What should I tell my coworkers about my gender transition?

Question:

I’m planning to transition to living as a female in several months. (My assigned gender at birth was male, and I’ve lived and worked as a man for many years, but have always identified internally as female.) I’m good friends with one of my coworkers, who knows of my plans. But what should I tell my other coworkers, if anything? Should I tell my boss? I don’t want to face questions about my relationships, my sexual orientation, whether I’m having surgery, and so on; these all feel like very private topics. At the same time, I want to make the transition as smooth as possible.

Answer:

Experts advise employees who plan to transition to start a conversation with their bosses and/or HR departments. Plan a face-to-face meeting, in which you should briefly explain your intent to transition, your timeline, and the issues that might come up. For example, you might need to discuss which restroom you will use, how gender-based grooming or dress codes will apply during your transition, changing your name on company and official forms, and time off from work (if you need leave for surgery or other treatment).

How this initial conversation goes will depend on your company’s culture and your manager’s sophistication regarding gender identity issues. If you have concerns that your boss might not “get” transgender issues, you may want to involve the HR department.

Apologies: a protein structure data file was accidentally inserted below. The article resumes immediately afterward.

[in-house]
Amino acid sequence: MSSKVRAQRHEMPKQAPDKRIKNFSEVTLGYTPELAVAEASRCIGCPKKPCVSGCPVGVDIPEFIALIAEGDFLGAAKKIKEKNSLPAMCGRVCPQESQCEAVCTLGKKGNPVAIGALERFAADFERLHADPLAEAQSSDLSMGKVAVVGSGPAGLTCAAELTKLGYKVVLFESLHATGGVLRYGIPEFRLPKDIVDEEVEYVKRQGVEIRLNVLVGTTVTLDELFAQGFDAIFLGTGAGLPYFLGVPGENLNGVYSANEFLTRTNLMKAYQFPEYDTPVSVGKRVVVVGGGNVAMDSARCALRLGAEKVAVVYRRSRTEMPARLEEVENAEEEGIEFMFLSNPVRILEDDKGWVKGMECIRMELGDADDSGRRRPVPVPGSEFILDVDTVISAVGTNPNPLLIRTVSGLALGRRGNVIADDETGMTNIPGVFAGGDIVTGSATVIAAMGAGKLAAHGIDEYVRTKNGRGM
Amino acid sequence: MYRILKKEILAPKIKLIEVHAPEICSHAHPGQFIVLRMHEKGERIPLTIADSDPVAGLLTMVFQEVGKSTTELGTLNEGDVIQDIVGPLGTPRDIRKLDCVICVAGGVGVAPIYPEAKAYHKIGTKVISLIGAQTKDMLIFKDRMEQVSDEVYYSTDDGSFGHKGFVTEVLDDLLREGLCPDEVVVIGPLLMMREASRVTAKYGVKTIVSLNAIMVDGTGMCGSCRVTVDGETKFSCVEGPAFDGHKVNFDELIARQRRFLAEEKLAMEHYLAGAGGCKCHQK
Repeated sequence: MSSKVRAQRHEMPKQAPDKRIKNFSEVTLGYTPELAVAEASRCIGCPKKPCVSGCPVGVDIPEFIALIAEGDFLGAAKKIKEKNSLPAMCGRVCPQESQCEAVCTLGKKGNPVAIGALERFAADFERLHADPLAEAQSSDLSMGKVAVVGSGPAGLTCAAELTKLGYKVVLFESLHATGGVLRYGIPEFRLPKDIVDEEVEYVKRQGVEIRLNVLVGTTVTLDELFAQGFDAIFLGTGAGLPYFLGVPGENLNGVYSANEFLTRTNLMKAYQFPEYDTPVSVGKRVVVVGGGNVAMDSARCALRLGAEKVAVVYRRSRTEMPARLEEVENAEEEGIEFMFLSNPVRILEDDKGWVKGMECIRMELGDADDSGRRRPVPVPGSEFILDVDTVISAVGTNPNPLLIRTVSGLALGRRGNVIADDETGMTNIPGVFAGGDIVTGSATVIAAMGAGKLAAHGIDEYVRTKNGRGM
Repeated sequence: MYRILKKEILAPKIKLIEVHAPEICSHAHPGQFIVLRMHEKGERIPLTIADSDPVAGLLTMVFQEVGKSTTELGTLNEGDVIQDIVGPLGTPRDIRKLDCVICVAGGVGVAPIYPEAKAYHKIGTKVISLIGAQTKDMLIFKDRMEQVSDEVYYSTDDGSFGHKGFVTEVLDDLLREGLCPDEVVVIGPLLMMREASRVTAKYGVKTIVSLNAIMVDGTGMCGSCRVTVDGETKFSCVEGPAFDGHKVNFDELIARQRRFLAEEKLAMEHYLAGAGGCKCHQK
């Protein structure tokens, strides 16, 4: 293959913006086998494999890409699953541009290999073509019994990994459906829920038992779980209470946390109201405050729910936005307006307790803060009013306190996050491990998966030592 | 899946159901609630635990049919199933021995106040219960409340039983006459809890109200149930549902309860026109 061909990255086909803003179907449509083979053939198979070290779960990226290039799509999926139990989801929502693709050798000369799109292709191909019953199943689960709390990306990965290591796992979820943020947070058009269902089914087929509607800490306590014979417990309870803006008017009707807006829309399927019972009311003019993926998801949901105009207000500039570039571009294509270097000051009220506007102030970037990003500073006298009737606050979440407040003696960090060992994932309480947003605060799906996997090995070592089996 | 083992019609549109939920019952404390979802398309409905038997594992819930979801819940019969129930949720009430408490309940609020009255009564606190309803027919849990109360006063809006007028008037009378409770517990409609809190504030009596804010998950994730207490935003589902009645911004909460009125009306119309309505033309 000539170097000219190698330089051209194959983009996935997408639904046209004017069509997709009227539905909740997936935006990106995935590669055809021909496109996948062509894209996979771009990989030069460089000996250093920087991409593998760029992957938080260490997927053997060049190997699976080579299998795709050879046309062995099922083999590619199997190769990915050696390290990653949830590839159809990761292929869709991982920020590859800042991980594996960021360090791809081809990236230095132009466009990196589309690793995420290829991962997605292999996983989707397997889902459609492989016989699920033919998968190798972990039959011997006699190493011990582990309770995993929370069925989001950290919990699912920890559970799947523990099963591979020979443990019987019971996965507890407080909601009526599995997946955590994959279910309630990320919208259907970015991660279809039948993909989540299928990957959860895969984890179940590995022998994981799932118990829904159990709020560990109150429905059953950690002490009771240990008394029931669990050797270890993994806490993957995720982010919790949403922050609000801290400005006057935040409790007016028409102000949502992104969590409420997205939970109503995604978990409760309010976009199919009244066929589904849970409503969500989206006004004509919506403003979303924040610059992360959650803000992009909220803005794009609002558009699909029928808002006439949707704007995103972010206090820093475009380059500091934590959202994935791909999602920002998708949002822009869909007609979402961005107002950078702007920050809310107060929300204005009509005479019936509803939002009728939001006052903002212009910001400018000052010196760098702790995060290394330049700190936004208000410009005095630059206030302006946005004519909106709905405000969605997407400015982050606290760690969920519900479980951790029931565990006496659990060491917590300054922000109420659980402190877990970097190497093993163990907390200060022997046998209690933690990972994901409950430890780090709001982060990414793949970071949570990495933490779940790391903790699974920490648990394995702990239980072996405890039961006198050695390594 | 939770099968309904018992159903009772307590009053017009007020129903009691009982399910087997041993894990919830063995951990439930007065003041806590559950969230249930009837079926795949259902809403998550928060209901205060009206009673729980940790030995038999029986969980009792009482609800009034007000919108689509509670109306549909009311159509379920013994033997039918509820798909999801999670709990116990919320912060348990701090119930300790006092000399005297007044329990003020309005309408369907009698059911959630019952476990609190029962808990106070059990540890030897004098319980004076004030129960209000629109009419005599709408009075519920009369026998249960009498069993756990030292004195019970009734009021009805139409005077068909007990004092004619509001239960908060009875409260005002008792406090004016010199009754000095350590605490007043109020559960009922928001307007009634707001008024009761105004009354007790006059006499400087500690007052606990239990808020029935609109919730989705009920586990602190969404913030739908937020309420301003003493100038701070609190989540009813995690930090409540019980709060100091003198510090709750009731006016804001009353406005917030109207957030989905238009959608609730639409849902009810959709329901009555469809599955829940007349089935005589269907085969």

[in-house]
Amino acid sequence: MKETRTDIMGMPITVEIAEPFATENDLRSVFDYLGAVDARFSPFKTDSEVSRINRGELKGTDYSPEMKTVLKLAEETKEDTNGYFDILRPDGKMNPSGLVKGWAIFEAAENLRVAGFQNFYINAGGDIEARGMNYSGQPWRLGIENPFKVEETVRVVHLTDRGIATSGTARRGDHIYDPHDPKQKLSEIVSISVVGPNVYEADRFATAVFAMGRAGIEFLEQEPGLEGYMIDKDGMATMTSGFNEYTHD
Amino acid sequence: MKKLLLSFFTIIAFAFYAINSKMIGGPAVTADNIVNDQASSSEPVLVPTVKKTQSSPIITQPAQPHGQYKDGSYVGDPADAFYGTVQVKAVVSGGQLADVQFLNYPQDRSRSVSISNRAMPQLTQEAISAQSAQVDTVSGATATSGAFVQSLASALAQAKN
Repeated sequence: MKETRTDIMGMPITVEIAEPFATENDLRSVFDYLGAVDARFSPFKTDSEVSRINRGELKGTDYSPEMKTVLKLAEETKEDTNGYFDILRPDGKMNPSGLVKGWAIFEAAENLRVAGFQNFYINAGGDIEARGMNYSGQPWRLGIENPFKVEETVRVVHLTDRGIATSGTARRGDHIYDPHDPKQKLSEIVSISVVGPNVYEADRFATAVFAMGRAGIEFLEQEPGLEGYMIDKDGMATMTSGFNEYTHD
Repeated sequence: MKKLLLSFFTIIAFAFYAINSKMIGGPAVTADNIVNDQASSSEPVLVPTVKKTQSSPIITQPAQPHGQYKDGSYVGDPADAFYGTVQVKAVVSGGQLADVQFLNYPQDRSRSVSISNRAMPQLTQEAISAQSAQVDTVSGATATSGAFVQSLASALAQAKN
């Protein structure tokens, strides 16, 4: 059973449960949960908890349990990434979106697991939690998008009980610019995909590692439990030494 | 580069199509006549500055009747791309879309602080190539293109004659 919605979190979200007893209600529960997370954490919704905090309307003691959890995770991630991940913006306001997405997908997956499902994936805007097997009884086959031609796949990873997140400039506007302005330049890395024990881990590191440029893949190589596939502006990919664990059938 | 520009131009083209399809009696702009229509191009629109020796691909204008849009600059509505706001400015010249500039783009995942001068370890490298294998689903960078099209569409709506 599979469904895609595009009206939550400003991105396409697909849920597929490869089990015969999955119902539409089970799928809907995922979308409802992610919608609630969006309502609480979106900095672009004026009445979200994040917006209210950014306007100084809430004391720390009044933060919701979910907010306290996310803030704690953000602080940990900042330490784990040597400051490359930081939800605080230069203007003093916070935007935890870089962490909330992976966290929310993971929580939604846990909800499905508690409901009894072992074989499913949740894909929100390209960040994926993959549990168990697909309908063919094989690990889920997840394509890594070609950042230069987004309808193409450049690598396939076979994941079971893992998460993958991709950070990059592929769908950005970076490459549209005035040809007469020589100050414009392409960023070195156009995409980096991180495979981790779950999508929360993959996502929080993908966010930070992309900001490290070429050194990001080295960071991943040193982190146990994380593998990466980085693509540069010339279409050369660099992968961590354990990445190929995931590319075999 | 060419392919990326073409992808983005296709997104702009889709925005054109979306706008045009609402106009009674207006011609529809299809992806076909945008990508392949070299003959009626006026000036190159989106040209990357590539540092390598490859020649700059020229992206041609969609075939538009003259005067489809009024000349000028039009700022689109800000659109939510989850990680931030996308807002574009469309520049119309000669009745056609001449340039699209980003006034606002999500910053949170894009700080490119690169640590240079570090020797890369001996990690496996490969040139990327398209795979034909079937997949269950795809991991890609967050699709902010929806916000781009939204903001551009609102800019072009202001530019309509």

As for your coworkers, you and your boss should discuss how and when they will be told. Generally, you should communicate with your coworkers shortly before you begin your gender transition. Some employees prefer to handle this communication face-to-face, while others prefer to handle it with a group email. Either way, you should explain that you will be transitioning and that you wish to be referred to by your new female name and by female or gender-neutral pronouns. You may also offer to answer questions coworkers might have, if you are willing to do so. Or, you can also refer coworkers to the HR department if they have questions.

Once your transition starts, try to be firm, yet forgiving. If a coworker accidentally calls you by your former name or uses the wrong gender in referring to you, correct the statement right away. But remember that your coworkers have known you as a man and may not be familiar with transgender issues. Mistakes will happen. But, if you feel that a coworker is intentionally mislabeling you in order to be hostile or belittling, call the coworker out and report it to HR. Coworkers who joke, make unkind statements, or refuse to respect your transition can cross the line into harassment.

Legal protections for transgender employees depend on where you work. A number of states and local governments explicitly prohibit workplace discrimination based on transgender status and gender identity. In places without these express bans, you may be protected by Title VII, the federal law prohibiting sex discrimination. The federal Equal Employment Opportunity Commission and some courts have found that Title VII protects transgender employees from being discriminated against because of their failure to conform to gender-based stereotypes and expectations. An experienced local lawyer can help you figure out whether you are protected and what to do if you face difficulties at work during your transition.

You can find great online resources to help you with your workplace transition at the websites of Transgender at Work and the Transgender Law Center.

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